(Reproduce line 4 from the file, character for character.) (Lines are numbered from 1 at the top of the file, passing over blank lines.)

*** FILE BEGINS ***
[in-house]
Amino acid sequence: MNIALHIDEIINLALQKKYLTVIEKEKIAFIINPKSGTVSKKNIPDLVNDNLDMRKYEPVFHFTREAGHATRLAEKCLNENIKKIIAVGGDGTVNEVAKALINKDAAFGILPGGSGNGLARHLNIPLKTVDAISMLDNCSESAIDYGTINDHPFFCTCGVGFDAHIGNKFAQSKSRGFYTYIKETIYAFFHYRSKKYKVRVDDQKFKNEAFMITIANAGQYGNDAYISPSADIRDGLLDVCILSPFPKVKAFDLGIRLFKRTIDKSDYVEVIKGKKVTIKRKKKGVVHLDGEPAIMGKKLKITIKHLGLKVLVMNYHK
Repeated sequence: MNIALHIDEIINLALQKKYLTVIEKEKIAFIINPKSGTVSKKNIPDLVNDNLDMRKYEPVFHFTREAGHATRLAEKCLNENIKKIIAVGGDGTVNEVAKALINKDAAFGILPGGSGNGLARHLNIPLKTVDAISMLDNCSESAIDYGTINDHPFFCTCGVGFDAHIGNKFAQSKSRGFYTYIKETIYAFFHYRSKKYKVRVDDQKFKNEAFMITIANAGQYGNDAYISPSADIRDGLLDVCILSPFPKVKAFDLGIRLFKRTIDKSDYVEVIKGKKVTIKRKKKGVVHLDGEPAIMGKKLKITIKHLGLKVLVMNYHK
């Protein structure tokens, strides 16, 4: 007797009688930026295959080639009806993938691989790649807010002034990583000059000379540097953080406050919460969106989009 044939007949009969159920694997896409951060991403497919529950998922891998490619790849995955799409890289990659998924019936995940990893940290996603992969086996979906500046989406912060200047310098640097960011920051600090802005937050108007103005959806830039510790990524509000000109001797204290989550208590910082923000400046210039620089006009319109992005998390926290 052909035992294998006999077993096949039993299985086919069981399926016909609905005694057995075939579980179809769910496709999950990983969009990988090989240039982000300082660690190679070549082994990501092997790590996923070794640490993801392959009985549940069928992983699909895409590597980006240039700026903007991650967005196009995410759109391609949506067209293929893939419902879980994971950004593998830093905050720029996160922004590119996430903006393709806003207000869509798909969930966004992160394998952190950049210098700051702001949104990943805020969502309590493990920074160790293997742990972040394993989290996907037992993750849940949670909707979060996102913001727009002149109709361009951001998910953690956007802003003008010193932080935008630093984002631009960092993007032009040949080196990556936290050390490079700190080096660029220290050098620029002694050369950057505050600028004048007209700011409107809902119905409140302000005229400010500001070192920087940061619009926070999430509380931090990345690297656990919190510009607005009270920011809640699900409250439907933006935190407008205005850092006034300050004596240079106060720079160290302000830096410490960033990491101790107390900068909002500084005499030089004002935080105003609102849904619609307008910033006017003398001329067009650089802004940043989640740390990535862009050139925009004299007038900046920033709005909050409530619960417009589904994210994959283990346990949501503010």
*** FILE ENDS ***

């Protein structure tokens, strides 16, 4: 007797009688930026295959080639009806993938691989790649807010002034990583000059000379540097953080406050919460969106989009 044939007949009969159920694997896409951060991403497919529950998922891998490619790849995955799409890289990659998924019936995940990893940290996603992969086996979906500046989406912060200047310098640097960011920051600090802005937050108007103005959806830039510790990524509000000109001797204290989550208590910082923000400046210039620089006009319109992005998390926290 052909035992294998006999077993096949039993299985086919069981399926016909609905005694057995075939579980179809769910496709999950990983969009990988090989240039982000300082660690190679070549082994990501092997790590996923070794640490993801392959009985549940069928992983699909895409590597980006240039700026903007991650967005196009995410759109391609949506067209293929893939419902879980994971950004593998830093905050720029996160922004590119996430903006393709806003207000869509798909969930966004992160394998952190950049210098700051702001949104990943805020969502309590493990920074160790293997742990972040394993989290996907037992993750849940949670909707979060996102913001727009002149109709361009951001998910953690956007802003003008010193932080935008630093984002631009960092993007032009040949080196990556936290050390490079700190080096660029220290050098620029002694050369950057505050600028004048007209700011409107809902119905409140302000005229400010500001070192920087940061619009926070999430509380931090990345690297656990919190510009607005009270920011809640699900409250439907933006935190407008205005850092006034300050004596240079106060720079160290302000830096410490960033990491101790107390900068909002500084005499030089004002935080105003609102849904619609307008910033006017003398001329067009650089802004940043989640740390990535862009050139925009004299007038900046920033709005909050409530619960417009589904994210994959283990346990949501503010």